[r82] House Ways and Means Chairman sends budget bill to the floor (2/21/2011)

Monday, February 21, 2011

Start Date: 2/21/2011 All Day
End Date: 2/21/2011
STATEHOUSE-Chairman Jeff Espich (R-Uniondale) and the Ways and Means Committee took a monumental step today as they passed the proposed $27.9 billion, two-year budget plan out of committee.  House Bill 1001 will be scheduled for a full consideration in the House as early as Monday afternoon.

"We have been diligent in the budget-writing process to present a balanced budget that will not include tax increases on our already struggling Hoosier families," said Chairman Espich, "while also keeping in mind Indiana's revenue shortfall.

"We have crafted it in a way that will leave us with a structural balance by 2013, while also maintaining sufficient reserves and protecting K-12 education. But most importantly, we are not raising taxes. By not doing so, we are creating a climate that is taxpayer-friendly and provides incentives for more businesses to bring jobs into Indiana."

Chairman Espich first unveiled his two-year spending plan and school-funding formula Thursday morning, which included many of the recommendations provided by Gov. Mitch Daniels.

"We embraced the principal of a 'spending freeze' budget because Hoosiers are making do with less, and I think government should follow suit."

In the current budget proposal, appropriations for most state agencies are 15 percent below their appropriations in Fiscal Year (FY) 2011; the main exceptions being Medicaid, Indiana Comprehensive Health Insurance Association and pensions.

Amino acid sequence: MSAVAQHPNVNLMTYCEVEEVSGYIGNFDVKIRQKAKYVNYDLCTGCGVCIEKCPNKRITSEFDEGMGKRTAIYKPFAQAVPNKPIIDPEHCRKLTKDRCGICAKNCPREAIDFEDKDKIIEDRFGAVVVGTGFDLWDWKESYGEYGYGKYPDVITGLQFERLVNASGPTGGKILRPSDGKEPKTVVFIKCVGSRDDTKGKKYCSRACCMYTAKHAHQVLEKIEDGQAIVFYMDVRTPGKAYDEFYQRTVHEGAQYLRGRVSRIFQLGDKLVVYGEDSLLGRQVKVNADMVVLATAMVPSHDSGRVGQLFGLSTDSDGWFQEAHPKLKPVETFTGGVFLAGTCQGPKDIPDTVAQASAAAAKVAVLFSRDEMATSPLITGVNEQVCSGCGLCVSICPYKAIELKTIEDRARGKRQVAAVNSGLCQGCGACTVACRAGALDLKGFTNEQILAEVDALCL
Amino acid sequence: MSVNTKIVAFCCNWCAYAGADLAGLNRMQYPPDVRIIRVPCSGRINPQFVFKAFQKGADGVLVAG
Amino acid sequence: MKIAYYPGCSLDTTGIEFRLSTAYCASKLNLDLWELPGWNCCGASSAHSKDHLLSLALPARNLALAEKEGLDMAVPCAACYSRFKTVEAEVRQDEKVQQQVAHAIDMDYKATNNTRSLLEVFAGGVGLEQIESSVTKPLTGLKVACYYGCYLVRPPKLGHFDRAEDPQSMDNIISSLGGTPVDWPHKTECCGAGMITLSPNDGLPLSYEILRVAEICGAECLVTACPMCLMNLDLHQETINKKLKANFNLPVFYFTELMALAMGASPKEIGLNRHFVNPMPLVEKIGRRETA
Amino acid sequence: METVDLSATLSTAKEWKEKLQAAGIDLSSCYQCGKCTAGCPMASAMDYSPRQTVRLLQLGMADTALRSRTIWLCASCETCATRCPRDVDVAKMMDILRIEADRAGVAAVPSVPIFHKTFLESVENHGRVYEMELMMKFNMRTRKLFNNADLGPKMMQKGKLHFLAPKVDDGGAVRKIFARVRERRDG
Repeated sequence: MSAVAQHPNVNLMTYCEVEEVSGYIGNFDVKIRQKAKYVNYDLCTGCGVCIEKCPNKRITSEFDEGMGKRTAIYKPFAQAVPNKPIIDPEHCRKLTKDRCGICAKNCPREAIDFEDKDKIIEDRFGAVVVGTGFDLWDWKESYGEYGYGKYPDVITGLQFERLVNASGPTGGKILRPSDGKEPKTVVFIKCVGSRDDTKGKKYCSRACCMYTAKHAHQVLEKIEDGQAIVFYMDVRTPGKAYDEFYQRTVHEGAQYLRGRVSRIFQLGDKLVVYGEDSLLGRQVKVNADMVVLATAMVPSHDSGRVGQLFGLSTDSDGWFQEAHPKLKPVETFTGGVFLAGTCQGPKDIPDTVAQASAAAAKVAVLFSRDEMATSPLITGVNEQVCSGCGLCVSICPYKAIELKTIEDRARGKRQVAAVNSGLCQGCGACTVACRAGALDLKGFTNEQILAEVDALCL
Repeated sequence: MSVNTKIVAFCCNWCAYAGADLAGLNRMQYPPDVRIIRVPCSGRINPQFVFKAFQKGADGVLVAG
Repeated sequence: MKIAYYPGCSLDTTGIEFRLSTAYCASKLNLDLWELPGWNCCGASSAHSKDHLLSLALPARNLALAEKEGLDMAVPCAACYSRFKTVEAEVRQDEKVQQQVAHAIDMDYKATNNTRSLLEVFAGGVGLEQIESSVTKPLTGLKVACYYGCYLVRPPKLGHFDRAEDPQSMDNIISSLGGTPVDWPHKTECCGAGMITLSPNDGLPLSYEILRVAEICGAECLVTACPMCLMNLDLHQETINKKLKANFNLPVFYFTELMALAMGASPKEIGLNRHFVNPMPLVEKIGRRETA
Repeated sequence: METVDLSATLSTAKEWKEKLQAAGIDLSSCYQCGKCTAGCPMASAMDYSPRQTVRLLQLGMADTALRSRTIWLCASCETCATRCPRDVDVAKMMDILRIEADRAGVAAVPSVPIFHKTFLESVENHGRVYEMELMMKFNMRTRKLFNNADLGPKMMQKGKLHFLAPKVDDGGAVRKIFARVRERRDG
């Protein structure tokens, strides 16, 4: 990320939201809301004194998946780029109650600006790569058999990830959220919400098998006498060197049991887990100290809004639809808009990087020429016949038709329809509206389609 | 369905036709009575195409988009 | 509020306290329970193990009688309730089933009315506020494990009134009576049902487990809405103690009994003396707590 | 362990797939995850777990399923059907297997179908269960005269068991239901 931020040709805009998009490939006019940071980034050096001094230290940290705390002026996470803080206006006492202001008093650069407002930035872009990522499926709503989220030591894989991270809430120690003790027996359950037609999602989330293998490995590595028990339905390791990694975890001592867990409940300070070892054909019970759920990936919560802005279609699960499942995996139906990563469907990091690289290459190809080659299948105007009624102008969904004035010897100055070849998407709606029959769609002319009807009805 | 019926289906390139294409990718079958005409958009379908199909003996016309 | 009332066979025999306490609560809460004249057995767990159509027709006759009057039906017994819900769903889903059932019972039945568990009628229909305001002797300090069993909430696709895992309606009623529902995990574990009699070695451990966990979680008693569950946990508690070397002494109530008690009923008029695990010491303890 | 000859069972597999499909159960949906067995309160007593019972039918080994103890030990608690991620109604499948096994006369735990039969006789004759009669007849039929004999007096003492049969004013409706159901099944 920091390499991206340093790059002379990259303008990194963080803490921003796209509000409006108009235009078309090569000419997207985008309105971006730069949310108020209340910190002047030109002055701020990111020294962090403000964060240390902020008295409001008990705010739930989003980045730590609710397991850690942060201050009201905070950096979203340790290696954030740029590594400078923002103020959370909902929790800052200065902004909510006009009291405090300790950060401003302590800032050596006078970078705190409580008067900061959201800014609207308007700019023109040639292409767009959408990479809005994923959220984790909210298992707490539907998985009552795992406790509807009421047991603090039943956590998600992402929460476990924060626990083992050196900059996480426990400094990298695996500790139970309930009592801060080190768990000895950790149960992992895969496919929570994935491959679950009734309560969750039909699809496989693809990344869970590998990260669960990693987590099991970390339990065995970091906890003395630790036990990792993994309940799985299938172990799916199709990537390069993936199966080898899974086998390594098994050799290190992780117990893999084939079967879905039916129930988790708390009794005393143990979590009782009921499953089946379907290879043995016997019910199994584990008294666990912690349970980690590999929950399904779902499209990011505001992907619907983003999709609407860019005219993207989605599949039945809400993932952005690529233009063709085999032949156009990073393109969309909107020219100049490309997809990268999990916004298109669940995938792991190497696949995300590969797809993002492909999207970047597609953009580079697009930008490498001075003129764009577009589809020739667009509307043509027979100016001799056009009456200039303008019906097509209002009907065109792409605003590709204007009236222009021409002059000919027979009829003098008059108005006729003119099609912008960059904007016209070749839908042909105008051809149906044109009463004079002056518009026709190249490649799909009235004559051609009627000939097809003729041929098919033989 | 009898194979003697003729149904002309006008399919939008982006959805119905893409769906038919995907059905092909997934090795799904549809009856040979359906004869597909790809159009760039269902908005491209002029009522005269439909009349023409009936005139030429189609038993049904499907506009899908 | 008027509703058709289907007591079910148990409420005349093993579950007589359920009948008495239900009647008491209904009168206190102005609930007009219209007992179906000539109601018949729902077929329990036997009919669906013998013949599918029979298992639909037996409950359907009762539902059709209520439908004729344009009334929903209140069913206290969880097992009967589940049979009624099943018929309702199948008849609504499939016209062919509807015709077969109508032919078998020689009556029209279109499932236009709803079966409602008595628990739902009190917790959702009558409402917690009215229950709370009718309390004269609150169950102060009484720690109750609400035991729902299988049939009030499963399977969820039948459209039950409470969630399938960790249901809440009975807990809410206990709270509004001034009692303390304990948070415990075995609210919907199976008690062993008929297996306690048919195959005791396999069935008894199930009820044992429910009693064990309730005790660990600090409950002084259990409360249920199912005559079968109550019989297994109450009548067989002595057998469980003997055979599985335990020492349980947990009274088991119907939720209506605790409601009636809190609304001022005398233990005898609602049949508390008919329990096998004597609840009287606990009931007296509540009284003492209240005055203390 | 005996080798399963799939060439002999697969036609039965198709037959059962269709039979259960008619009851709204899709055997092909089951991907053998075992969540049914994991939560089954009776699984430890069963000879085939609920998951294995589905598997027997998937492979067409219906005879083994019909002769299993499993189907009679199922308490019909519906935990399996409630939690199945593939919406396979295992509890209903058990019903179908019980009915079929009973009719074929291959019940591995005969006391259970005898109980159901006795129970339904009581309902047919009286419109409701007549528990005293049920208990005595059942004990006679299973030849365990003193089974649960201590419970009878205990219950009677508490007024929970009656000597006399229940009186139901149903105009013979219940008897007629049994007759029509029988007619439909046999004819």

K-12 funding remains the top priority. Both K-12 education and higher education make over half of the total state budget. It would preserve current statewide tuition support funding for K-12 schools for both 2012 and 2013. In addition, it funds most Department of Education's grant programs that are related to student instruction, including full day kindergarten and textbook reimbursements.

The budget proposal would eliminate extra grants for small schools, restoration grants and would pay schools for students who are actually enrolled.

"We have pushed for years to even out the disparities between schools that get too much per-pupil funding and the schools that get too low of an amount," said Chairman Espich. "The money needs to follow the student-we shouldn't be funding a ghost child-and reflect enrollment."

The proposed funding formula aims to move each school district toward its target amount of per-pupil funding. Most districts are currently above their target amounts.

"The budget could very well change, for example, when it receives a hearing in the Senate, and especially when we receive another revenue forecast in April. That report will be very telling to us."

Although the budget was proposed this week, Chairman Espich and his committee members have been working diligently on the budget-writing process for several months.